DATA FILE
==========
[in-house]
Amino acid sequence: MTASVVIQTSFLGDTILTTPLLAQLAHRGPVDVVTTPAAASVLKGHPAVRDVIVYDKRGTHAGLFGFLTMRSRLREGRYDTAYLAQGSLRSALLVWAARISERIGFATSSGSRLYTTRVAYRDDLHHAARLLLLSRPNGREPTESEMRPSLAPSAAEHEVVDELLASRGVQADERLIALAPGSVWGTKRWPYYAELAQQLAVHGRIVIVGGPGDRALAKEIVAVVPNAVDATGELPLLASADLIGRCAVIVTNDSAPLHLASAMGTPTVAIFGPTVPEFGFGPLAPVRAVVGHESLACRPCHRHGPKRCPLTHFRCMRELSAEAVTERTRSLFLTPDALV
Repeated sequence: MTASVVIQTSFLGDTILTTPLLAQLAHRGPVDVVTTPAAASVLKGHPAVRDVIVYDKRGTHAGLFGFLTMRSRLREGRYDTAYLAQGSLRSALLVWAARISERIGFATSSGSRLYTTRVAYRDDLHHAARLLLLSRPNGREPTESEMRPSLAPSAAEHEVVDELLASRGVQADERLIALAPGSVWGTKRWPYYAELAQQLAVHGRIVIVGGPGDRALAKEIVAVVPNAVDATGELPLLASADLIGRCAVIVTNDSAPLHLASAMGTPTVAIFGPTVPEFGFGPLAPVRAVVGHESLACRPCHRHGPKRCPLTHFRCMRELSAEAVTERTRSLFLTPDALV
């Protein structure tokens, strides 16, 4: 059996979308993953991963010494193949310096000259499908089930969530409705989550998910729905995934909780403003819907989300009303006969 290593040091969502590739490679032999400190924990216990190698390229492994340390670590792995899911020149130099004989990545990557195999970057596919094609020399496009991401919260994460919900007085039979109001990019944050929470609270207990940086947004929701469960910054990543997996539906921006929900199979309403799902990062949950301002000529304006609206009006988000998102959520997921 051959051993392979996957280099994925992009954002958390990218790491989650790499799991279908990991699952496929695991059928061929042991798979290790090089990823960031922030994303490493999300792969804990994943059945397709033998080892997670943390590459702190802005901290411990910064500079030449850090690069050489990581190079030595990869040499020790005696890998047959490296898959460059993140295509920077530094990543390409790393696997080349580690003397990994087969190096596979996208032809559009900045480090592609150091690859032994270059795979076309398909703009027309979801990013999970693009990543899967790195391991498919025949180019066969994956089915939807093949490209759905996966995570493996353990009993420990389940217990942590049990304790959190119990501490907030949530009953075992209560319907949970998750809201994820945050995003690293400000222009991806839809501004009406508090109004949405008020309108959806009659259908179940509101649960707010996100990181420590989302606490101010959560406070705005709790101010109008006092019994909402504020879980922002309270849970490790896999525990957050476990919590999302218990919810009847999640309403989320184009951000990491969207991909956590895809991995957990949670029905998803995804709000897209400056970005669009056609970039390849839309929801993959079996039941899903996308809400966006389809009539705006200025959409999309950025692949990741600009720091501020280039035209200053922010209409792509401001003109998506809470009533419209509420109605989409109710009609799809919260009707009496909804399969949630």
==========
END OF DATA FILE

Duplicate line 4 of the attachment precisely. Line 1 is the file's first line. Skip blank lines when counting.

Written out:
């Protein structure tokens, strides 16, 4: 059996979308993953991963010494193949310096000259499908089930969530409705989550998910729905995934909780403003819907989300009303006969 290593040091969502590739490679032999400190924990216990190698390229492994340390670590792995899911020149130099004989990545990557195999970057596919094609020399496009991401919260994460919900007085039979109001990019944050929470609270207990940086947004929701469960910054990543997996539906921006929900199979309403799902990062949950301002000529304006609206009006988000998102959520997921 051959051993392979996957280099994925992009954002958390990218790491989650790499799991279908990991699952496929695991059928061929042991798979290790090089990823960031922030994303490493999300792969804990994943059945397709033998080892997670943390590459702190802005901290411990910064500079030449850090690069050489990581190079030595990869040499020790005696890998047959490296898959460059993140295509920077530094990543390409790393696997080349580690003397990994087969190096596979996208032809559009900045480090592609150091690859032994270059795979076309398909703009027309979801990013999970693009990543899967790195391991498919025949180019066969994956089915939807093949490209759905996966995570493996353990009993420990389940217990942590049990304790959190119990501490907030949530009953075992209560319907949970998750809201994820945050995003690293400000222009991806839809501004009406508090109004949405008020309108959806009659259908179940509101649960707010996100990181420590989302606490101010959560406070705005709790101010109008006092019994909402504020879980922002309270849970490790896999525990957050476990919590999302218990919810009847999640309403989320184009951000990491969207991909956590895809991995957990949670029905998803995804709000897209400056970005669009056609970039390849839309929801993959079996039941899903996308809400966006389809009539705006200025959409999309950025692949990741600009720091501020280039035209200053922010209409792509401001003109998506809470009533419209509420109605989409109710009609799809919260009707009496909804399969949630």